WorldCom committed the largest fraud in the US history. What was the primary method WorldCom’s management used to carry out the fraud?
WorldCom recorded assets on the balance sheet that should have been recorded as expenses on the income statement. When WorldCom uses the telecommunication lines of another company, it pays a fee. This fee is part of normal operating costs, and should be recorded as an expense of the current period to properly match the expense with the revenues it helped to generate. Instead, WorldCom recorded these operating expenses as long-term assets on the balance sheet.
What are the two major categories of long-term assets? how do tees two categories differ?
The two major categories for long-term assets are (1) property, plant, and equipment and (2) intangible assets. Property, plant, and equipment include land, land improvements, buildings, equipment, and natural resources. Intangible assets include patents, trademarks, copyrights, franchises, and goodwill. The two categories differ by their physical substance. Property, plant, and equipment consist of items that you can actually see, while intangible assets lack physical substance. The existence of intangible assets is often based on a legal contract.
Explain how we initially record a long-term asset
We initially record a long-term asset at its cost plus all expenditures necessary to get the asset ready for use. Thus, the initial cost of a long-term asset might be more than just its purchase price; it also will include any additional amounts the firm paid to bring the asset to its desired condition and location for use.
If University Hero initially records an expense incorrectly as an asset, how does this mistake affect the income statement and the balance sheet?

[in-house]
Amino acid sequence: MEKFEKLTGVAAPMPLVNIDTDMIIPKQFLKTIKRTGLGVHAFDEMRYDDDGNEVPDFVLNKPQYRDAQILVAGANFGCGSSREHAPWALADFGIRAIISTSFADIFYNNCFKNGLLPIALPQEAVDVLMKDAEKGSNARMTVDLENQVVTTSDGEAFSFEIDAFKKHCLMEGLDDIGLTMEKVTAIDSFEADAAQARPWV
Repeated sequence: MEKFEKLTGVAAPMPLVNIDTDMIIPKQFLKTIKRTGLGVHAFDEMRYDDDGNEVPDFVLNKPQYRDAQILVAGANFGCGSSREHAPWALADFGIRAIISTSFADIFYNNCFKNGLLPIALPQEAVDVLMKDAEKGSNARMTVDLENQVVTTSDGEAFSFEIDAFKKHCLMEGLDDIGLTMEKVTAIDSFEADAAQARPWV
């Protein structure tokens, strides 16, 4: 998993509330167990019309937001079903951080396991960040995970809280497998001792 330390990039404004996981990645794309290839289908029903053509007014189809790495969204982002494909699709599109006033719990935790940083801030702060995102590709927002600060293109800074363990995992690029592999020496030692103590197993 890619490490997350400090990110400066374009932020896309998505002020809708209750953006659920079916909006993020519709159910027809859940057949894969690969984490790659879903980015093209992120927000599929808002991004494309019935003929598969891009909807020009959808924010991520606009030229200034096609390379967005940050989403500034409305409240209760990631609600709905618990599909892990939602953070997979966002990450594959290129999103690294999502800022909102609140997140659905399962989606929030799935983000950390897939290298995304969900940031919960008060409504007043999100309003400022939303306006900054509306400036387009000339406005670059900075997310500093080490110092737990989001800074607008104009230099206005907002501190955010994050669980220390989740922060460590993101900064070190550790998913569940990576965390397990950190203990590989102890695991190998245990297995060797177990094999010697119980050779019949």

Recording an expense incorrectly as an asset will overstate net income on the income statement. If University Hero initially records an expense incorrectly as an asset, expenses are understated or too small. Since expenses are subtracted from revenues in arriving at net income, understating expenses will overstate net income reported on the income statement. Similarly, recording an expense as an asset will overstate assets on the balance sheet. Retained earnings on the balance sheet will also be overstated due to the overstatement of net income
Little King acquires land and an old building across the street from Northwestern State University. Little Kind intends to remove the old building and build a new sandwich shop on the land. What costs might the firm incur to make the land ready for its intended use?
Costs Little King might incur to make the land ready for its intended use include the purchase price plus closing costs such as fees for the attorney, real estate agent commissions, title, title search, and recording. Little King also includes the cost of removing the old building as an additional cost in making the land ready for its intended use. If any cash is received from selling salvaged materials from the old building, the cost of land is reduced by that amount. If the property is subject to back taxes or other obligations, these amounts are included as well. In fact, any additional expenditure such as clearing, filling, and draining the land, to prepare the land for its intended use, becomes part of the land’s capitalized cost.
Why don’t we depreciate land? What are land improvements? Why do we record land and land improvements separately?
We don’t depreciate land because its service life never ends. Land improvements are additional amounts spent to improve the land such as a parking lot, paving, temporary landscaping, lighting systems, fences, sprinkler systems, and similar additions. We record land improvements separately from land because, unlike land, these assets are subject to depreciation.
Equipment includes machinery used in manufacturing, computers and other office equipment, vehicles, furniture, and fixtures. What costs might we incur to get equipment ready for use?
Costs we might incur to get equipment ready for use include sales tax, shipping, delivery, insurance, assembly, installation, testing, and even legal fees incurred to establish title
Where in the balance sheet do we report natural resources? Provide at least three examples of natural resource assets
We report natural resources on the balance sheet as part of property, plant, and equipment. Examples of natural resources include oil, natural gas, and timber.
Explain how the accounting treatment differs between purchased and internally developed intangible assets